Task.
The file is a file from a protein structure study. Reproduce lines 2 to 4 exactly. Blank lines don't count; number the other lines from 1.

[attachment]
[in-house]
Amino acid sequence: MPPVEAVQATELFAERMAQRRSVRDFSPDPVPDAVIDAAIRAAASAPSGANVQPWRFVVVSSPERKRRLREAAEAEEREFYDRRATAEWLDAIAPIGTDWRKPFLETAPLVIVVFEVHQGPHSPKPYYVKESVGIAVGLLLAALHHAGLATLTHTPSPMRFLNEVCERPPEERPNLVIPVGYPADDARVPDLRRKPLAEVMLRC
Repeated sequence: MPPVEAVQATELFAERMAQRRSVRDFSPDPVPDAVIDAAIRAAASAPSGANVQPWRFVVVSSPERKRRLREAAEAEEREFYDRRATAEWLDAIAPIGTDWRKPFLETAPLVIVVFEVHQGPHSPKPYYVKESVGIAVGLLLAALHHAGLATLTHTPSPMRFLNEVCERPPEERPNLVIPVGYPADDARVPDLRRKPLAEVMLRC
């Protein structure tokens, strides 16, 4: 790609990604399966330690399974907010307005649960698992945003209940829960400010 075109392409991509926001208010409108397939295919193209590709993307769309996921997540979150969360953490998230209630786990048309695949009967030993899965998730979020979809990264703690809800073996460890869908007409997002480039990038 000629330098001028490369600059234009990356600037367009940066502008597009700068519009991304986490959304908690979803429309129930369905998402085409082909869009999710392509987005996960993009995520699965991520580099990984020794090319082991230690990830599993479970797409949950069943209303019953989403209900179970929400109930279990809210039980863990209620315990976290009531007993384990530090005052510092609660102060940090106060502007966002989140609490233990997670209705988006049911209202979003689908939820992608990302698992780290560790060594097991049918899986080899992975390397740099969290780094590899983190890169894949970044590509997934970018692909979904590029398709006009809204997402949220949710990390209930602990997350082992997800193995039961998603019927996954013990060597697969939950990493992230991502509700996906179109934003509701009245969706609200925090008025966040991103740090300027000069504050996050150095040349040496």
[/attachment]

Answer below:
Amino acid sequence: MPPVEAVQATELFAERMAQRRSVRDFSPDPVPDAVIDAAIRAAASAPSGANVQPWRFVVVSSPERKRRLREAAEAEEREFYDRRATAEWLDAIAPIGTDWRKPFLETAPLVIVVFEVHQGPHSPKPYYVKESVGIAVGLLLAALHHAGLATLTHTPSPMRFLNEVCERPPEERPNLVIPVGYPADDARVPDLRRKPLAEVMLRC
Repeated sequence: MPPVEAVQATELFAERMAQRRSVRDFSPDPVPDAVIDAAIRAAASAPSGANVQPWRFVVVSSPERKRRLREAAEAEEREFYDRRATAEWLDAIAPIGTDWRKPFLETAPLVIVVFEVHQGPHSPKPYYVKESVGIAVGLLLAALHHAGLATLTHTPSPMRFLNEVCERPPEERPNLVIPVGYPADDARVPDLRRKPLAEVMLRC
């Protein structure tokens, strides 16, 4: 790609990604399966330690399974907010307005649960698992945003209940829960400010 075109392409991509926001208010409108397939295919193209590709993307769309996921997540979150969360953490998230209630786990048309695949009967030993899965998730979020979809990264703690809800073996460890869908007409997002480039990038 000629330098001028490369600059234009990356600037367009940066502008597009700068519009991304986490959304908690979803429309129930369905998402085409082909869009999710392509987005996960993009995520699965991520580099990984020794090319082991230690990830599993479970797409949950069943209303019953989403209900179970929400109930279990809210039980863990209620315990976290009531007993384990530090005052510092609660102060940090106060502007966002989140609490233990997670209705988006049911209202979003689908939820992608990302698992780290560790060594097991049918899986080899992975390397740099969290780094590899983190890169894949970044590509997934970018692909979904590029398709006009809204997402949220949710990390209930602990997350082992997800193995039961998603019927996954013990060597697969939950990493992230991502509700996906179109934003509701009245969706609200925090008025966040991103740090300027000069504050996050150095040349040496």